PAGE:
Some propulsion problems

Fig. 5.88 Measured drag of a body in the presence of annular fairings of various shapes

a series of annular aerofoils which produced different mean values of vx/Vq inside. These velocity increments act mainly on the sinks representing the rear of the body of revolution and thus a reduction of the velocity results in an additional thrust force on the body and an increase in an additional drag. Note that the interference forces may be several times the drag of the body alone in an undisturbed stream. Yet another example demonstrating similar

interference effects is shown in Fig. 5.89. Here, simple free-flow nacelles

Some propulsion problemsLIVE GRAPH

Some propulsion problems

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Fig. 5.89 Thrust and drag forces on wing generated by engine nacelles. After Bagley (1969)

are put near an unswept wing in different positions. The chordwise distribu­tion of vx/Vq times the slope of the aerofoil surface gives a measure of the interference thrust and drag forces experienced by the wing, which should be counteracted by equal and opposite forces on the nacelle. In view of these flow phenomena, it is not surprising that the actual installed drag of an engine nacelle may be up to twice the drag of the nacelle by itself (see e. g. D. KUchemann and J Weber (1953), section 9.11), especially when the wing is swept and detrimental kink effects play some part. As a general design rule, underslung nacelles should be put either well upstream of the leading edge or well downstream of the trailing edge: detrimental complications must arise when sensitive flow regions – intakes and nozzles of the nacelle and leading and trailing edges of the wing – are put close to one another in the same vertical plane.

Induced cross flow velocity components may also have detrimental defects. As far as the air intake is concerned, such velocities may be caused by the wing or the fuselage; they should be taken into account in the design of the intake (see e. g. J A Bagley & H G F Purvis (1972)). As far as the wing is concerned, an engine nacelle may induce vertical velocity components which vary across the span and hence change the spanwise loading and usually cause an additional vortex drag. If the nacelle is mounted on pylons or struts, superposition and reflection effects must be taken into account, as described in section 5.6 (see e. g. C Young (1970); P Lee (1973); В C Hardy (1975)). In general, the isobar pattern over the wing is then severely disturbed, and premature local supersonic regions or flow separations may occur. In all these cases, it is difficult to find effective remedies which work not only at one specific design condition but over an adequate range of flight conditions. The general design principles discussed before apply also in these cases, the thickness variations, camber, twist, and junction shaping are the main means at the designer’s disposal. For a detailed discussion of the special problems of engine installations, we refer to summary papers by J Seddon (1952),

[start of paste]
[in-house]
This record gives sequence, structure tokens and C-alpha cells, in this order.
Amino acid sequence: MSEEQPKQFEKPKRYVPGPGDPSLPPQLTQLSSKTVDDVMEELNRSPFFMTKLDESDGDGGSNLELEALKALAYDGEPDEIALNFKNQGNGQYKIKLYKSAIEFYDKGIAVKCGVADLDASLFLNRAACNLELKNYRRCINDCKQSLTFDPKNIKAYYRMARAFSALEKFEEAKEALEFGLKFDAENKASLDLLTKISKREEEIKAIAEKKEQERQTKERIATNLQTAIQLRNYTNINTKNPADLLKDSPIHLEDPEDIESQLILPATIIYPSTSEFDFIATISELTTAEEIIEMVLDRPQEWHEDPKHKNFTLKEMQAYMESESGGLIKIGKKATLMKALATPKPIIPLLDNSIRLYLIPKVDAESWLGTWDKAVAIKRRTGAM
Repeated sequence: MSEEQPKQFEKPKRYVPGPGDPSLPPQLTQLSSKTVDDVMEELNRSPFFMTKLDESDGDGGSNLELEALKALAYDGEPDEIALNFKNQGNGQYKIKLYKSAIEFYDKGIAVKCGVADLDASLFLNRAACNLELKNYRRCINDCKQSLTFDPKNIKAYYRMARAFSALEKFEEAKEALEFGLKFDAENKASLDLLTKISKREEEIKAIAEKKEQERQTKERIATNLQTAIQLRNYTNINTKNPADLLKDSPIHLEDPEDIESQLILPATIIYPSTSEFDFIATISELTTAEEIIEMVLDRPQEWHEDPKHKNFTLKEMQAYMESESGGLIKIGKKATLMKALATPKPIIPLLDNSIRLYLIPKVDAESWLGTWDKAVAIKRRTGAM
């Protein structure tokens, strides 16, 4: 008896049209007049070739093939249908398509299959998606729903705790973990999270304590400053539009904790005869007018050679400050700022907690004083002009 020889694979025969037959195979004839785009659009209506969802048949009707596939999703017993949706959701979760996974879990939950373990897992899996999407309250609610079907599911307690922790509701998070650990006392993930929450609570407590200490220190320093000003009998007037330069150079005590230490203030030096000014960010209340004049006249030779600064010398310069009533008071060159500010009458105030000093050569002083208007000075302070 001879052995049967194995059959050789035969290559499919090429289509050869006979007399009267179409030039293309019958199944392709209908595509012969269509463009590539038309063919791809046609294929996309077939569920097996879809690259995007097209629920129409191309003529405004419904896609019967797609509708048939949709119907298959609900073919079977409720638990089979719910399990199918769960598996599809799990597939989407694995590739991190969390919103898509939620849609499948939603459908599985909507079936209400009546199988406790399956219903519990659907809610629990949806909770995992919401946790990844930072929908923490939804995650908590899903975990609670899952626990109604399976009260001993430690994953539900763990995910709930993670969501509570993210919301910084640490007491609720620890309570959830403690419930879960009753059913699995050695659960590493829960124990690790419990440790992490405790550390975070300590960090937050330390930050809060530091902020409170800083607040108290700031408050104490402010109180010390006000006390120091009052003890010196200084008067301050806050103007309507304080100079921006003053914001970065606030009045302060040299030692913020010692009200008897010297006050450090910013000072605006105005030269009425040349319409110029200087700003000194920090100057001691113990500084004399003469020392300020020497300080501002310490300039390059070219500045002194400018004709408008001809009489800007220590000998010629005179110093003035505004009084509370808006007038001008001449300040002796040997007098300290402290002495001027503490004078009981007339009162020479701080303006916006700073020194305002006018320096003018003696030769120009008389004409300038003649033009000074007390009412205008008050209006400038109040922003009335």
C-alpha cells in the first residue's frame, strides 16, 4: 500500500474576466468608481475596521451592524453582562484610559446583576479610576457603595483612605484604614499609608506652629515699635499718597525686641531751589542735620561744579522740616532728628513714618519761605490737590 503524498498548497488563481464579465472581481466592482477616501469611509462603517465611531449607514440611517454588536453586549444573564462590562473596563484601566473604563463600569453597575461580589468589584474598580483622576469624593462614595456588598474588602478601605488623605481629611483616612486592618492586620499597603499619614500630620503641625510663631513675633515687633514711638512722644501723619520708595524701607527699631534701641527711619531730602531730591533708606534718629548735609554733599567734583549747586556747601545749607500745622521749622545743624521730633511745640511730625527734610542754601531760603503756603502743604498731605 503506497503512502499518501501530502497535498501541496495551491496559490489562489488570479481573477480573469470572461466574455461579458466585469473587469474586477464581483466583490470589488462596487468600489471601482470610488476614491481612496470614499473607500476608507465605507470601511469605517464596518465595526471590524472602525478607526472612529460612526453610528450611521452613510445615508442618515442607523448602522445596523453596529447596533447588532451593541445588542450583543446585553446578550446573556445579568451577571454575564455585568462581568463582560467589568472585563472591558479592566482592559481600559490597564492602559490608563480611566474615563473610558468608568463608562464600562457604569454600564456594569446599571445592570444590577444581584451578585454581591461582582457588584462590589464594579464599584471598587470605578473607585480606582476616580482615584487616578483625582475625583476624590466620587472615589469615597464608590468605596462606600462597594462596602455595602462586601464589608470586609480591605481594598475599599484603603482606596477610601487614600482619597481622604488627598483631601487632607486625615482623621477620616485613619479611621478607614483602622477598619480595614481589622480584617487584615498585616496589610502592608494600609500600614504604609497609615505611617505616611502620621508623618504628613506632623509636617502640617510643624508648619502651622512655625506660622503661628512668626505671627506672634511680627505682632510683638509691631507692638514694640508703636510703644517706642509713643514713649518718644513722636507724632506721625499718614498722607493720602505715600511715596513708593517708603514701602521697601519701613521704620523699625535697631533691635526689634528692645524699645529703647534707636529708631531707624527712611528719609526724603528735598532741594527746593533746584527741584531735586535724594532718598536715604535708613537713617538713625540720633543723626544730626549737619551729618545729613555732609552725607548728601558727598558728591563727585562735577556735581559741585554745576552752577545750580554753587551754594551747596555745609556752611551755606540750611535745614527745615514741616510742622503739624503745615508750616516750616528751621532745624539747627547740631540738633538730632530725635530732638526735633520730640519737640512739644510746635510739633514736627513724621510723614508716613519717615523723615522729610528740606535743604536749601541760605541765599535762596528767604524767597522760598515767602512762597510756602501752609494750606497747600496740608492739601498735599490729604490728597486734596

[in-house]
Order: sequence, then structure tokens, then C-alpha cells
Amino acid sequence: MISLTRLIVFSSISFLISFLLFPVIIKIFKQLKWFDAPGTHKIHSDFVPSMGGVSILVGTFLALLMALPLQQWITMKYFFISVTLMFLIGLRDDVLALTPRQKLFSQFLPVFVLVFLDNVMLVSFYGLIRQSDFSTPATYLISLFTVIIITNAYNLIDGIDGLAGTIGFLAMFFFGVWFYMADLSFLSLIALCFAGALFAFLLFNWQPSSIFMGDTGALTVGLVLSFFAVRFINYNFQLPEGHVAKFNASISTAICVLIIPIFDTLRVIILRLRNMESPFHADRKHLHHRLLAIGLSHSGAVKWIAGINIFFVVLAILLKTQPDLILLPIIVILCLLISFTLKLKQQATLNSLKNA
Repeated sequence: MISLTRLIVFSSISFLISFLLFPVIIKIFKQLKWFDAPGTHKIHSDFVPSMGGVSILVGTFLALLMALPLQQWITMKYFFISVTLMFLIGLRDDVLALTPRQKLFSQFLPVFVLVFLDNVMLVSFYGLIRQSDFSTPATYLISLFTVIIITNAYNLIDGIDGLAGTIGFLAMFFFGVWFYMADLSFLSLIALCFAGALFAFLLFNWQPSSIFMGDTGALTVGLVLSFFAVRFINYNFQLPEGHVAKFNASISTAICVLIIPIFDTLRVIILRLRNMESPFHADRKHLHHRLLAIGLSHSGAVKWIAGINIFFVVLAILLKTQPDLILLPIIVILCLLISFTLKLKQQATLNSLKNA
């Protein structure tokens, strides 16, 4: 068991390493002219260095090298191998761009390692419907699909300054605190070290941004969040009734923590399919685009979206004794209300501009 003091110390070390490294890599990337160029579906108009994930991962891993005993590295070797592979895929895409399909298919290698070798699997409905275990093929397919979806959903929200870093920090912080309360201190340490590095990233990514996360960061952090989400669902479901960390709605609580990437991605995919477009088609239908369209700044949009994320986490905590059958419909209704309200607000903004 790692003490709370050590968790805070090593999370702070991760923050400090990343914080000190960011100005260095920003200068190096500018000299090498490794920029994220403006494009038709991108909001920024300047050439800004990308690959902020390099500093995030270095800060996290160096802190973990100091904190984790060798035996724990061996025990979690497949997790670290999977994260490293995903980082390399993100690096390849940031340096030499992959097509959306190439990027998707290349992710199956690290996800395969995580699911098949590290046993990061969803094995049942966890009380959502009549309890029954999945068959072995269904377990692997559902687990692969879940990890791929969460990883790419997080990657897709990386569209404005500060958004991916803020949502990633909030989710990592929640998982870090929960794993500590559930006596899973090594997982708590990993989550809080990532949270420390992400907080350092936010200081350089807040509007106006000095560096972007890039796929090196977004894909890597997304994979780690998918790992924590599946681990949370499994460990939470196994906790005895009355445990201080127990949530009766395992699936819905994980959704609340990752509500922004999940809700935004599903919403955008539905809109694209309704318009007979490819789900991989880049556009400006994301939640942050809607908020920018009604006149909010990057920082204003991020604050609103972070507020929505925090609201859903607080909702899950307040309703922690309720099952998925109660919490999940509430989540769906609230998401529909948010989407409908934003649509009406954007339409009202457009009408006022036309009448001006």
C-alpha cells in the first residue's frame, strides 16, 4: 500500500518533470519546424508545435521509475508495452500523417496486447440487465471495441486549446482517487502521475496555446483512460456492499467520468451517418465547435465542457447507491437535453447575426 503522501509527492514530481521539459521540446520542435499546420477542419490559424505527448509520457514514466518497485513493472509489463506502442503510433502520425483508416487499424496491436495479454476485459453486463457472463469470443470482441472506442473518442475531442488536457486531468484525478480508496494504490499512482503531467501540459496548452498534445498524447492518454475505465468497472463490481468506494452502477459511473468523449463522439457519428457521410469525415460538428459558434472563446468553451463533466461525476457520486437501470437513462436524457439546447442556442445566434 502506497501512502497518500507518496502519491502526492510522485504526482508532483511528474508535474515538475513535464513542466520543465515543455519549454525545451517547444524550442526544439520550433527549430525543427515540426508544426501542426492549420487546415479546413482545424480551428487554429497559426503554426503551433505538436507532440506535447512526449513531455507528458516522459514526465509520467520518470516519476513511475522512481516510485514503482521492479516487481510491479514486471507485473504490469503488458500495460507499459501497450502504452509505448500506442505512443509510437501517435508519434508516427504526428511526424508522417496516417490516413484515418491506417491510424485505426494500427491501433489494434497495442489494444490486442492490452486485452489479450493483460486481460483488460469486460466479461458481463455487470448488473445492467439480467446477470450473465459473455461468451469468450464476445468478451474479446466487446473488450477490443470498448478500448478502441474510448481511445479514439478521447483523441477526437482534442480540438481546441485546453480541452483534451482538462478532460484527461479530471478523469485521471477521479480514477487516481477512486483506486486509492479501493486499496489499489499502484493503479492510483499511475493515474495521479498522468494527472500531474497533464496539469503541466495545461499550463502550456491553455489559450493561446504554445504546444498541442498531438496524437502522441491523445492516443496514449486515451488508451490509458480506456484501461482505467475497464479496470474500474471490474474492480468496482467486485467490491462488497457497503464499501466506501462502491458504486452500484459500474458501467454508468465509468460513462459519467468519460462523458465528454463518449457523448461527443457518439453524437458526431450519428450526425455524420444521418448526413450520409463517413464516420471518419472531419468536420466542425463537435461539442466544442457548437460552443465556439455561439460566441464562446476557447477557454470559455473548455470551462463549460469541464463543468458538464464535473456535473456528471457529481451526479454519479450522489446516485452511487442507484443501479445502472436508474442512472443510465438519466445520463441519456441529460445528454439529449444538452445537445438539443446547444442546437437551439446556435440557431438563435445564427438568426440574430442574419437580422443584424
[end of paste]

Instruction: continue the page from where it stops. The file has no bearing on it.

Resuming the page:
A В Haines (1968), J A Bagley (1969), P P Antonatos et at (1973), and W Wittmann & W Fischeder (1974).

We just mention at this point that similar problems arise with the installa­tion of external stores, especially when these are mounted on struts below wings (see e. g. D E Hartley & A В Haines (1951), W R Chadwick (1974)

F W Martin et at (1975), and F W Martin & К В Walkley (1975)). Many of the stores have a high drag by themselves and produce a high interference drag in addition so that means for reducing the drag are well worthwhile (see e. g.

C L Bore (1974) and A В Haines (1975)).

Another important aspect of the propulsive engines of aircraft is the noise they make. As an example, the noise pattern of a fan jet engine is sketched in Fig. 5.90, which shows the characteristic lobes in the contours of equal

Some propulsion problems

Fig. 5.90 Noise pattern generated by a fan jet engine (schematic)

intensity of the noise from the fan, the turbine, and the jet, as observed in the farfield from assumed point sources located on the axis of the engine.

Much of the sound is generated aerodynamioatty by the ’turbulence* in the boundary layers and shear layers. The flow past the other parts of the air­craft also generates noise but that from the engine usually dominates (for a study of airframe self-noise see e. g. P Fethney (1975)). Following M J Lighthill (1952) and (1954), many have investigated the mechanisms for generating sound aerodynamically and possible means for reducing it. We refer here to the summary papers by H V Fuchs & A Michalke (1973) and by D G Crighton

(1974) , by J E Ffowcs Williams and other paper published in the AGARD Confer­ence Proceedings 131 (1974) on Noise Mechanisms. We are concerned here not

with the problem of how to make the engines themselves quieter* but with possible features of the aerodynamic design of aircraft, which may help to reduce the noise heard by people on the ground, especially in the neighbour­hood of airports. The main physical phenomenon to be exploited for this purpose is noise shielding.